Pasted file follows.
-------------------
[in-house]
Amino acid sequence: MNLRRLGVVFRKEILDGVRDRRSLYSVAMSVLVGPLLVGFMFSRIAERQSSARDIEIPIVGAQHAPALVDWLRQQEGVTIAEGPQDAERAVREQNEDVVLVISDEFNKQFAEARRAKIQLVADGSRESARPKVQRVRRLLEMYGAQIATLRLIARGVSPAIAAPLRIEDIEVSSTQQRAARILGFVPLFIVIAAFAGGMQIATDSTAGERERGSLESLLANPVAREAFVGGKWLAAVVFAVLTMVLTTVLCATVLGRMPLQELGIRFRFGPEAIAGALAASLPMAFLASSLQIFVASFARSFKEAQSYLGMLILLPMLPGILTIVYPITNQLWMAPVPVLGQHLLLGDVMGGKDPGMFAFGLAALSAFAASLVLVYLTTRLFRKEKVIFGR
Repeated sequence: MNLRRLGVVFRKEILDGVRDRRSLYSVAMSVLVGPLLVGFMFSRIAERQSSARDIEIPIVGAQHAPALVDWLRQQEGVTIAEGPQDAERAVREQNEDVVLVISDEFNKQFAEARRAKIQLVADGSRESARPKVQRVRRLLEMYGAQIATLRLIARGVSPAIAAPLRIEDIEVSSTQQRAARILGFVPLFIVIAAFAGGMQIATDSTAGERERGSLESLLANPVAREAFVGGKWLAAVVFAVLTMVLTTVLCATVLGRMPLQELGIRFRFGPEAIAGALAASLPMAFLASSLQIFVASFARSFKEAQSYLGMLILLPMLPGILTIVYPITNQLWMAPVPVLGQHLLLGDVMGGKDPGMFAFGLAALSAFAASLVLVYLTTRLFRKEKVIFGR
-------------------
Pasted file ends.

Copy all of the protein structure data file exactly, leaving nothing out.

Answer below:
[in-house]
Amino acid sequence: MNLRRLGVVFRKEILDGVRDRRSLYSVAMSVLVGPLLVGFMFSRIAERQSSARDIEIPIVGAQHAPALVDWLRQQEGVTIAEGPQDAERAVREQNEDVVLVISDEFNKQFAEARRAKIQLVADGSRESARPKVQRVRRLLEMYGAQIATLRLIARGVSPAIAAPLRIEDIEVSSTQQRAARILGFVPLFIVIAAFAGGMQIATDSTAGERERGSLESLLANPVAREAFVGGKWLAAVVFAVLTMVLTTVLCATVLGRMPLQELGIRFRFGPEAIAGALAASLPMAFLASSLQIFVASFARSFKEAQSYLGMLILLPMLPGILTIVYPITNQLWMAPVPVLGQHLLLGDVMGGKDPGMFAFGLAALSAFAASLVLVYLTTRLFRKEKVIFGR
Repeated sequence: MNLRRLGVVFRKEILDGVRDRRSLYSVAMSVLVGPLLVGFMFSRIAERQSSARDIEIPIVGAQHAPALVDWLRQQEGVTIAEGPQDAERAVREQNEDVVLVISDEFNKQFAEARRAKIQLVADGSRESARPKVQRVRRLLEMYGAQIATLRLIARGVSPAIAAPLRIEDIEVSSTQQRAARILGFVPLFIVIAAFAGGMQIATDSTAGERERGSLESLLANPVAREAFVGGKWLAAVVFAVLTMVLTTVLCATVLGRMPLQELGIRFRFGPEAIAGALAASLPMAFLASSLQIFVASFARSFKEAQSYLGMLILLPMLPGILTIVYPITNQLWMAPVPVLGQHLLLGDVMGGKDPGMFAFGLAALSAFAASLVLVYLTTRLFRKEKVIFGR